Recall election a win for big money
Gov. Scott Walker of Wisconsin won a narrow recall election Tuesday. The recall originated with Walker’s extreme actions against public-employee unions in his state. And it ended with overwhelming contributions from within and outside the state.
Whether or not you like unions, there is no question that unions created the middle class. And as unions lose their power, the middle class is disappearing; more and more middle-class families are dropping into the ranks of the poor.
From 1979 to 2006, the incomes of the top 1 percent of Americans rose 256 percent, while the incomes of the lowest-paid quarter of our citizens rose only 11 percent.
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Big money talks in elections, and the U.S. Supreme Court’s recent Citizens United decision makes huge political spending legal. As a result, the lower- and middle-class citizens are being squeezed out of representation.
Big money also provides access to our elected officials. A few big donations can persuade a representative or senator to see things differently and change a vote.
We won’t have fair representation until we pass a constitutional amendment fixing the fractured way we select our government.
The right to defend your person is God-given. Delving into all the information involving the Trayvon Martin shooting, two things become apparent: If Martin had been Caucasian, it never would have been an issue, much less generate all the international hoopla; and the physical evidence that exists supports George Zimmerman’s self-defense claim.
Now we have all the outsiders sticking their snouts into Kansas affairs and postulating that our “stand your ground” law must be repealed. But the Martin/Zimmerman debacle has zero to do with “stand your ground.”
These cowardly do-gooder, anti-gun zealots want to completely disarm all Americans and make us a nation of sheep waiting for the police to come save us, just like England. Defending your life, wife or property there will get you prison time.
Please mind your own business and stay out of Kansas.
My family is hosting a 15-year-old exchange student from Germany this year, and it has been a wonderful and rewarding experience. She has brought a lot of fun, laughter and learning into our home. She has cooked wonderful German meals with us and discovered some American foods that she loves.
We don’t want to think about her leaving us in less than a month, but we believe that we will stay close through Skype, Facebook and e-mail. Hopefully, we can visit her someday in Germany.
Having an extra teenager has been more time-consuming (especially when it comes to driving to sports activities, shopping, friends’ houses, etc.), but it has been so rewarding that we are going to host another exchange student next school year.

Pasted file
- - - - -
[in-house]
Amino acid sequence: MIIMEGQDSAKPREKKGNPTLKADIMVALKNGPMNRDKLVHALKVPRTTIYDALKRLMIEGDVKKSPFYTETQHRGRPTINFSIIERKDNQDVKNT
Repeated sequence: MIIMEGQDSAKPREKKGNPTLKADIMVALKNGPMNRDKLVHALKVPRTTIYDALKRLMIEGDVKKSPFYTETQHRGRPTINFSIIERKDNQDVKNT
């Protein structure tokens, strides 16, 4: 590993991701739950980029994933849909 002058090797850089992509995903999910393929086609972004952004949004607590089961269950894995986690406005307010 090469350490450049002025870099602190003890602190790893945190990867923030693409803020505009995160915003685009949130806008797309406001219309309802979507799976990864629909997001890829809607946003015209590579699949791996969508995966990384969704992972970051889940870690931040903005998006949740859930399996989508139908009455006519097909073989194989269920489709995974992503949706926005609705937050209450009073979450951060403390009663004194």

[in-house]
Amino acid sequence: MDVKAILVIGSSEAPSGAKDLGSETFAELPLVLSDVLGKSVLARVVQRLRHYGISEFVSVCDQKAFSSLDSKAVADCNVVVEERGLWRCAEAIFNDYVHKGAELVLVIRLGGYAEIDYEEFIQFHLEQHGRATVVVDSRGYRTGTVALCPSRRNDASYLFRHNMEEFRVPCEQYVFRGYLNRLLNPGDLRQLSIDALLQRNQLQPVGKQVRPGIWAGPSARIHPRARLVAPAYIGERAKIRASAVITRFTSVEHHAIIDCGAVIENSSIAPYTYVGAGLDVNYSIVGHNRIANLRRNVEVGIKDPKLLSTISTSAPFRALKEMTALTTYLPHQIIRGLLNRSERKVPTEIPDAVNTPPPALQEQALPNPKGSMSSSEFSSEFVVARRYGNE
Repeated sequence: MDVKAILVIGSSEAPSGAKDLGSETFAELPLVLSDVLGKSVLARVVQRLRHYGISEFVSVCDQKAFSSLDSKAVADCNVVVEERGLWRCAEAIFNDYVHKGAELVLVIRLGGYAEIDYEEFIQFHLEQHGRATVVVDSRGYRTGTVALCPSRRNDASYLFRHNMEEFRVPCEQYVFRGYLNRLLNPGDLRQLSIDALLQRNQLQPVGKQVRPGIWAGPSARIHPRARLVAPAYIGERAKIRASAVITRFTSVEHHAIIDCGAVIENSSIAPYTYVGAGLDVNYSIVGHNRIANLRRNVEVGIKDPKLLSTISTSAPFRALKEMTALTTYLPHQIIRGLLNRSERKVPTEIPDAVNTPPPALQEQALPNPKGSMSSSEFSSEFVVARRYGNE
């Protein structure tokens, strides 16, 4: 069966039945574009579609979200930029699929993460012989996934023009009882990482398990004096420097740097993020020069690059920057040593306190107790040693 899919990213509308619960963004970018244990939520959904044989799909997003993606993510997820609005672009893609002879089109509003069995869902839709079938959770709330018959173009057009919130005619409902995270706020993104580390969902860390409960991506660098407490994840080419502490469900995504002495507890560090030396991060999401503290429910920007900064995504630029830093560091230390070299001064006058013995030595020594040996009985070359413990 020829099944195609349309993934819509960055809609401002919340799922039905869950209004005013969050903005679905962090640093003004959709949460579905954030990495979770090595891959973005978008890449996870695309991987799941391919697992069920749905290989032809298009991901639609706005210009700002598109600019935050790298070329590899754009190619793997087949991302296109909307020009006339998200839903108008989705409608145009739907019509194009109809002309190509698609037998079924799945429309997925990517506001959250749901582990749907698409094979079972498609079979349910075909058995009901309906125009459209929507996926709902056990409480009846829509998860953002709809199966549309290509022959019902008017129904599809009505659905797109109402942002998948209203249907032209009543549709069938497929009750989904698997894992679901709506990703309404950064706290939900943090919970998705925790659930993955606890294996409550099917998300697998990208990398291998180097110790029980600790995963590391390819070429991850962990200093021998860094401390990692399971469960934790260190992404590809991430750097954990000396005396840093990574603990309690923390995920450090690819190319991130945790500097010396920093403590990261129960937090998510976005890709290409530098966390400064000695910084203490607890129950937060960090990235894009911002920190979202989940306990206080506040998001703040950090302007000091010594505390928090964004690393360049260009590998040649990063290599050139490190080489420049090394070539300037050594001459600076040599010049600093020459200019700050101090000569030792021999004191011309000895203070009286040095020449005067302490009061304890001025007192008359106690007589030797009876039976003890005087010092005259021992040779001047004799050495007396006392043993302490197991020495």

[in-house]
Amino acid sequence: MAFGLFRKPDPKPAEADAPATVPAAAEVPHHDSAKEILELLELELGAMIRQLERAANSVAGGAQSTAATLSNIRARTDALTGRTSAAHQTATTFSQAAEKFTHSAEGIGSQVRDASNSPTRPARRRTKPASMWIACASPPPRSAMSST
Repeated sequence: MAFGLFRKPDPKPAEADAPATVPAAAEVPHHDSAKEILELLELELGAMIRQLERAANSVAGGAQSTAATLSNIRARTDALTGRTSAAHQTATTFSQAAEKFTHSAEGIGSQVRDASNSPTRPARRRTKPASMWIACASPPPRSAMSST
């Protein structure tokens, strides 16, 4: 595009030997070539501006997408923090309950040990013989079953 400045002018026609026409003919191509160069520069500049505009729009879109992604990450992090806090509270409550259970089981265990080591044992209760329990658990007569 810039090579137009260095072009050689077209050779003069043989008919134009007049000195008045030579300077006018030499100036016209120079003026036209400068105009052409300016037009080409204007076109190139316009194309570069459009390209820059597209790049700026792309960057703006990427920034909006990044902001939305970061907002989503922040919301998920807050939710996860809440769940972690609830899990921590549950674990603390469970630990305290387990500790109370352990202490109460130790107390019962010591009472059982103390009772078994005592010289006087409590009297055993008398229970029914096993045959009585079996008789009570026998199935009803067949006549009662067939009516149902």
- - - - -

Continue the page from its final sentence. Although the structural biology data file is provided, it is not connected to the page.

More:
AFS Intercultural Programs have local volunteers who support you and your hosted student throughout your experience to help you both receive the most from your time together. You provide a bed, meals and transportation for your student. Most important, you should be eager and excited to share your life and activities while providing the same kind of care, support and comfort you would to your own child or family member.
“Who comments” (June 4 Letters to the Editor) noted that conservatives seem more likely to post comments on Kansas.com on weekends, while liberals prevail during the week. The writer suggested that this is because conservatives are working and paying taxes during the week while liberals are staying home and milking the system.
A more likely explanation: Liberals use and abuse computers at work; conservatives have to wait until the kids are home.
Personally, I suspect it’s because the Sunday funnies are in color. Their larger format may be a factor as well.
Not milking system
A letter presented the theory that more comments on Kansas.com seem to be from liberals during the week and from conservatives on the weekends because conservative contributors are working during the week and the liberals are sitting home drawing government benefits (“Who comments,” June 4 Letters to the Editor).
I have worked since I was age 16. I am now retired, having worked until full retirement age. I took only 12 years out of the workforce to raise two children. The last of my working years were spent in a factory situation, and I sometimes worked 50 or 60 hours a week. During my 25 years at that job, I missed only one unpaid day. I never was sick and took only paid holidays and vacation days.
A couple of my working years were spent in the U.S. Army. I have never drawn government assistance except for going to college on the GI Bill for a couple of years and using the GI Bill to back my first home loan.
As for there possibly being more comments from conservatives on the weekends: Maybe that is because the intelligent person in the relationship is home on the weekend to help the conservative with his grammar and spelling.